I’m one of those people that really appreciates a full eight hours of sleep. When I have a bad night, everyone suffers the next day. I become grumpy and impatient – I’m sure it’s no fun to be around me! So imagine if the whole world suddenly became insomniac. How quickly would society break down? The answer is very quickly.
Welcome to Nod, a world where only one in every thousand can sleep.
A depressing choice for a holiday read this might be, but I found myself oddly drawn to the plight of the narrator. Paul, a sleeper and a writer, records his experiences in this new world of chaos, while trying to survive long enough to outlive the zombie-like awakened. Continue reading
‘We‘re so young. We’re so young. We’re twenty-two years old. We have so much time.’
Marina Keegan was an a ambitious graduate, ready for life’s challenges and full of hope for the future. Just a few days after publishing her final piece in the Yale Daily News, she tragically died in a car accident. This book is a collection of her work put together posthumously by friends and family, and includes her final essay The Opposite of Loneliness.
The writing is emotive and will awaken long-forgotten aspirations in readers of any age. With strong messages such as ‘…we can still do anything. We can change our minds. We can start over…’, Marina makes you want to get up and achieve something. Continue reading
I was very pleased to spot Where’d You Go, Bernadette on the bookshelf of my B&B in Edinburgh. I snapped it up and jumped right into it on my flight home. It’s a perfect aeroplane book – so easy to get into and with a simple, but catchy storyline.
It also contains some wonderful characters. Bernadette being my favourite, with her big sunglasses, silk scarves and eccentric personality. She doesn’t fit in with her neighbours in Seattle and the other mothers of Galer Street school resent her. This leads to some very comical arguments between Bernadette and an especially unlikable Audrey Griffin. Continue reading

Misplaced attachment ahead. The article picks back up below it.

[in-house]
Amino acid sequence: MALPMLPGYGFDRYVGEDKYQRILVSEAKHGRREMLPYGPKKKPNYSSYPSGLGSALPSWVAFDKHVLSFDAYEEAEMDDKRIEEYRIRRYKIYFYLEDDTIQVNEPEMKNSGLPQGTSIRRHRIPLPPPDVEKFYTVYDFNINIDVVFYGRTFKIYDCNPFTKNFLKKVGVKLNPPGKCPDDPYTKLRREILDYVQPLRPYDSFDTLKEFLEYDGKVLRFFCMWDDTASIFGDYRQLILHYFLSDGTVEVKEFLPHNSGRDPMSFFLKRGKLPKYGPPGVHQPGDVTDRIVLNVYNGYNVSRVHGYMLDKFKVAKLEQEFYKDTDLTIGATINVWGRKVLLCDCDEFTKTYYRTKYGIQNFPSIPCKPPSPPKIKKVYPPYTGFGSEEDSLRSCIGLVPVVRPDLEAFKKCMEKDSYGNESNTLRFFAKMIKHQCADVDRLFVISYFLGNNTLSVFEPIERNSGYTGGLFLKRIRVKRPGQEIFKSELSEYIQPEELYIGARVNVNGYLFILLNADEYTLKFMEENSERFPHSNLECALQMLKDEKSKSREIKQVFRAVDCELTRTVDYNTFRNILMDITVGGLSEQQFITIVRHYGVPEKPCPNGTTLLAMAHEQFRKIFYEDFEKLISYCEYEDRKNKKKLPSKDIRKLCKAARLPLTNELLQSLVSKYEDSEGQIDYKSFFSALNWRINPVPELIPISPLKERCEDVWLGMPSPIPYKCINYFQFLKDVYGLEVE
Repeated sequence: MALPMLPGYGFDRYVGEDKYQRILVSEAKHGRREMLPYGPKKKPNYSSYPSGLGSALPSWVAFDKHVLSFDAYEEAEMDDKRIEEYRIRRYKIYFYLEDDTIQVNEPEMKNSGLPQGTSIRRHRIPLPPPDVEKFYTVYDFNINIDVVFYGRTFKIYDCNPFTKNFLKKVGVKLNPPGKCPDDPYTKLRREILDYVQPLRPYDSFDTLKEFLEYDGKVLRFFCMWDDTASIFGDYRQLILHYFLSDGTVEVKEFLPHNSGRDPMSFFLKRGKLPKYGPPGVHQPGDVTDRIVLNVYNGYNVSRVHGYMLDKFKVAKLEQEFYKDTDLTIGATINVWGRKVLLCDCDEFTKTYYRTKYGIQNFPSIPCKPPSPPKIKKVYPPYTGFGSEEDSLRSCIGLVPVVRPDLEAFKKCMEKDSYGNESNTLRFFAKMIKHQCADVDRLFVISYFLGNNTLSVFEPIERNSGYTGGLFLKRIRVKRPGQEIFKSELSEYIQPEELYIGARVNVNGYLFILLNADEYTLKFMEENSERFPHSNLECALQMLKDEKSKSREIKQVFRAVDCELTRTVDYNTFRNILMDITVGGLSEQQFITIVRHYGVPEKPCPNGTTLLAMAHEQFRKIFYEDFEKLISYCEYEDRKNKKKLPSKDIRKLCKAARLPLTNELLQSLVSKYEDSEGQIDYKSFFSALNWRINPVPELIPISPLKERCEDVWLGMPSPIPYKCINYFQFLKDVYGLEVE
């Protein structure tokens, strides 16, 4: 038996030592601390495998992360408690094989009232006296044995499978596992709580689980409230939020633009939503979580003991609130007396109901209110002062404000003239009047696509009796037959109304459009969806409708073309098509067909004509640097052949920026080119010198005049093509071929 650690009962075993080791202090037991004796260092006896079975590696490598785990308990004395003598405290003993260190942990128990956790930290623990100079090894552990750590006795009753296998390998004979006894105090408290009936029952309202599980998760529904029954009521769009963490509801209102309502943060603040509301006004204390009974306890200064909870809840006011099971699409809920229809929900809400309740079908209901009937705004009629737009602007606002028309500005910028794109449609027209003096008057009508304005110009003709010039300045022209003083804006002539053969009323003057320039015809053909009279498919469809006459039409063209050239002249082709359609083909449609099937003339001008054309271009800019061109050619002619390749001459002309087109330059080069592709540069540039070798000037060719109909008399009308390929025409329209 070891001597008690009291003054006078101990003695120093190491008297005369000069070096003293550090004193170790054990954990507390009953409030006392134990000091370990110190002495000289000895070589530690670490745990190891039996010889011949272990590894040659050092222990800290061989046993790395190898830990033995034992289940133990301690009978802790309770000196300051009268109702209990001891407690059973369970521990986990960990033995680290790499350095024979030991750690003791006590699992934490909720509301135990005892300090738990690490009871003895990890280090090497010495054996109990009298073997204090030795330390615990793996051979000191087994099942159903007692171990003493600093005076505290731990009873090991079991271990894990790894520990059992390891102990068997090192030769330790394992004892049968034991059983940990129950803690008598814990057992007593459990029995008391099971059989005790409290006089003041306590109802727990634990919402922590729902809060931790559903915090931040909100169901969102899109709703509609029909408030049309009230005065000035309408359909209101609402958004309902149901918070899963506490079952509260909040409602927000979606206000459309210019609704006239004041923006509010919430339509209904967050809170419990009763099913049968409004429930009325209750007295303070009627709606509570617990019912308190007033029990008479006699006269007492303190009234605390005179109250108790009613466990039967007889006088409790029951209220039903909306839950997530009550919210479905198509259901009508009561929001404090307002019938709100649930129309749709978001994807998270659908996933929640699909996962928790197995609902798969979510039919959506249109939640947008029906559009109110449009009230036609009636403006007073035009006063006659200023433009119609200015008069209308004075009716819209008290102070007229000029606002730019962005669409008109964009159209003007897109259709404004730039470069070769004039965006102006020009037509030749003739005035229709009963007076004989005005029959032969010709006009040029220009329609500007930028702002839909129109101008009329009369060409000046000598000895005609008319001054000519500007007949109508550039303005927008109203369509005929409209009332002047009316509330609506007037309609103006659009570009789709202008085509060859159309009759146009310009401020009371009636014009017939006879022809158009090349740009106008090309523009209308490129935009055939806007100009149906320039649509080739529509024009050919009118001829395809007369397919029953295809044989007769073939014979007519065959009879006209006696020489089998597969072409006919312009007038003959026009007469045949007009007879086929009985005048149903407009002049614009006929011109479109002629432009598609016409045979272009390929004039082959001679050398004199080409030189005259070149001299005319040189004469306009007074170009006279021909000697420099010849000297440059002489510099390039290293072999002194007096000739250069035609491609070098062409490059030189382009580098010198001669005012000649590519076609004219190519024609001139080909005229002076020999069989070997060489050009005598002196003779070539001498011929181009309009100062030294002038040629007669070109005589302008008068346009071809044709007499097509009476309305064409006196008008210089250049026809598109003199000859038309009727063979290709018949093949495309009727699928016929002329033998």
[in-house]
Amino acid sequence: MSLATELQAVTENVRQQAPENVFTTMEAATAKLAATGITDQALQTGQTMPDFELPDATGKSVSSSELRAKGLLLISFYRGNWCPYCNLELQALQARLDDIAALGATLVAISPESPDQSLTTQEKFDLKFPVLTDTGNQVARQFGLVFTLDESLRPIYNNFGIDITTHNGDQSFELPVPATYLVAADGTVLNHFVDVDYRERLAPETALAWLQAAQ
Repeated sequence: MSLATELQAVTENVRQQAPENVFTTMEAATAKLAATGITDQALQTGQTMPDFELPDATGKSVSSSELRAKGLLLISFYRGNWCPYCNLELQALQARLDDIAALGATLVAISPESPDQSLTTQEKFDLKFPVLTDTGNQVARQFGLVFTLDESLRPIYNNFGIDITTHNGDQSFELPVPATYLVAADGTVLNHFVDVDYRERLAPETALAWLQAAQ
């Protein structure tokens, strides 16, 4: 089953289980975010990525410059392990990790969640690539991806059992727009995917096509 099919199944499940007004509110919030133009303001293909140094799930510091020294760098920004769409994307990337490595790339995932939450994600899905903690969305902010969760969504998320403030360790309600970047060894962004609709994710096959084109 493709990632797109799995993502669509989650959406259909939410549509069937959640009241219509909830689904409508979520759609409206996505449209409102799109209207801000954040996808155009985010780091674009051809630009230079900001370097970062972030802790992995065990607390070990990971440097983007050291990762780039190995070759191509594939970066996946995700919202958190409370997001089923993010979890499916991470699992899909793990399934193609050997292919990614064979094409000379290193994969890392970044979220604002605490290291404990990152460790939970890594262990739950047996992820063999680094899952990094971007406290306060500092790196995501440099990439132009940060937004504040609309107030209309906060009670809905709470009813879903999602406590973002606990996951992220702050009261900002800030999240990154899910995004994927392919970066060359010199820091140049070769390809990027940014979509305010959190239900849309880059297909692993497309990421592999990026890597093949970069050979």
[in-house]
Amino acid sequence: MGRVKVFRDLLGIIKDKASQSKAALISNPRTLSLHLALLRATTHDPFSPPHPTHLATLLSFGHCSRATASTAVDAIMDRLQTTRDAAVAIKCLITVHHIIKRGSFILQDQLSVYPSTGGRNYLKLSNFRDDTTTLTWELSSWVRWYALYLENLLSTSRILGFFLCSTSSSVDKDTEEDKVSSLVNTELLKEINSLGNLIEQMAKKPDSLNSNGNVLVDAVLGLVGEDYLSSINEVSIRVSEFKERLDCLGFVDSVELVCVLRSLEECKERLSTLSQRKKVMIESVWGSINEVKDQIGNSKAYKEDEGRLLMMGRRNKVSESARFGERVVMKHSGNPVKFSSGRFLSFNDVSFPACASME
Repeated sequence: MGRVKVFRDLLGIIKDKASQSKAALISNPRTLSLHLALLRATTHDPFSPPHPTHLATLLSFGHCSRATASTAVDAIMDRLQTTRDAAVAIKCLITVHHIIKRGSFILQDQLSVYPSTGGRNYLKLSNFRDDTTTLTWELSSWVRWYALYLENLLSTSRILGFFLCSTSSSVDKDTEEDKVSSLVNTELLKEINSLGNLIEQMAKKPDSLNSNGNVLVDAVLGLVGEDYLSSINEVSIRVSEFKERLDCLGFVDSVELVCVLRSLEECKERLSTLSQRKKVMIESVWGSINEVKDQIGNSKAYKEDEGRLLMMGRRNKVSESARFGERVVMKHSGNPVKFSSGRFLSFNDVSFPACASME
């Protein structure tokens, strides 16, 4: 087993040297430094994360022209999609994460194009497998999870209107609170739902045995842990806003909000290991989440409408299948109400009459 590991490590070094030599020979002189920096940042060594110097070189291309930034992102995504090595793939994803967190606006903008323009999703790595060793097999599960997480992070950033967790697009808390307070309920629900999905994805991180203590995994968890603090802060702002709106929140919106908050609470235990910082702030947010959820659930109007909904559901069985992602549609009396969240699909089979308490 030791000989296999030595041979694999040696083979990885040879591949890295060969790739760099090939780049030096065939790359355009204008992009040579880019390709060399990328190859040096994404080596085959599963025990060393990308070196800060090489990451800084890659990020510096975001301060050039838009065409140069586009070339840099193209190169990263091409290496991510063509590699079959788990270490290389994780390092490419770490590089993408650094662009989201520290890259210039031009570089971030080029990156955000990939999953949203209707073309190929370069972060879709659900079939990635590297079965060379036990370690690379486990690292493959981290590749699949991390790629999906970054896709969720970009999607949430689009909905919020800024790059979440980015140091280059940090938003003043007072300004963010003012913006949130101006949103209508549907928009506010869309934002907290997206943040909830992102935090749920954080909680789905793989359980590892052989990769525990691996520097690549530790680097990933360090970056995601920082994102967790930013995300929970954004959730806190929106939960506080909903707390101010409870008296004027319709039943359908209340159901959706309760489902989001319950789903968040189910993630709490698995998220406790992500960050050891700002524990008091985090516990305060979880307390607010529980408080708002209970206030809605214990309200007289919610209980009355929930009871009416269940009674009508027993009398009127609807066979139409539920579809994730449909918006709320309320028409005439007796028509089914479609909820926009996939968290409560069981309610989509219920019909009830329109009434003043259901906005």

Anna Karenina took up about six weeks of my life and left me with a huge book hangover. Months later, I still find myself thinking about the novel, but it’s been difficult to put my thoughts into a coherent review.
There are many things I’d like to discuss about Anna Karenina – the characterisation, the writing, the themes explored. So I’ve decided to do something a little different and write a number of shorter posts about the book. Today I’ll start with a few thoughts about my favourite character and, in my mind, the real protagonist of the novel.
Levin made quite an impression on me, with his constant contemplation of life, religion, love and death. Continue reading
Hello book lovers, and welcome to a new series of guest posts. These reviews and bookish musings will come from family and friends who have shaped my reading life.
When it comes to books, my boyfriend and I are like chalk and cheese. Fear and Loathing in Las Vegas is one of the only books I’ve ever borrowed from him, so I can’t say he’s dramatically changed what or how I read. But he was there at the birth of Bundle of Books and has encouraged me all the way through. It’s mostly non-fiction taking up space on his bedside table and he’s been reading Gödel, Escher and Bach on and off since I met him. Size doesn’t put him off, as you’ll see from his review of Niall Ferguson’s hefty book about the Rothchilds…
Fantastically written and informative. This book gives a clear insight into the Rothschild business empire which should be of interest to more than just bankers. Although the book’s title emphasises the power of money, it was the Rothschilds’ innovation in, and perhaps monopoly of, expedient long distance communication which played a central role in their success. They were quick to build political and business relationships across Europe and act upon the intelligence this gave them in a unified manner.
The book is also interesting from a social and political perspective; the treatment of Jews and how this changes with money; the various revolutions; the banishment of a particular family member; the personalities of Nathan and James. Continue reading
If you’re a regular follower of the blog, you’ll already know of my love for David Sedaris. I turn to his writing when I’m feeling down or if I can’t sleep. His entertaining memories always have me in stitches but I also find his words reassuring, and often there is a poignancy to his stories.
Being a bit quirky himself, Sedaris attracts some rather strange people. Many of them wouldn’t be out of place in a Dickens’ novel. This book in particular has some real corkers. There’s his opinionated and crude New York neighbour who sounds like just the sort of person I would avoid. But she makes for great reading, especially with lines such as Continue reading
I find it hard to concentrate on anything resembling a textbook, but luckily Stephen King’s much praised “memoir of the craft” is nothing of the sort.
The first section is titled “C.V.“, but is more of an autobiography, hitting a nice medium between personal anecdotes about his childhood and his early writing career. Through this section King explains why he writes and how he started. I got my pen out on page 55 and didn’t stop taking notes until the end of the book. The first gem was from his first editor at a local newspaper: “When you write a story, you’re telling yourself the story…. When you rewrite, your main job is taking out all the things that are not the story.” Continue reading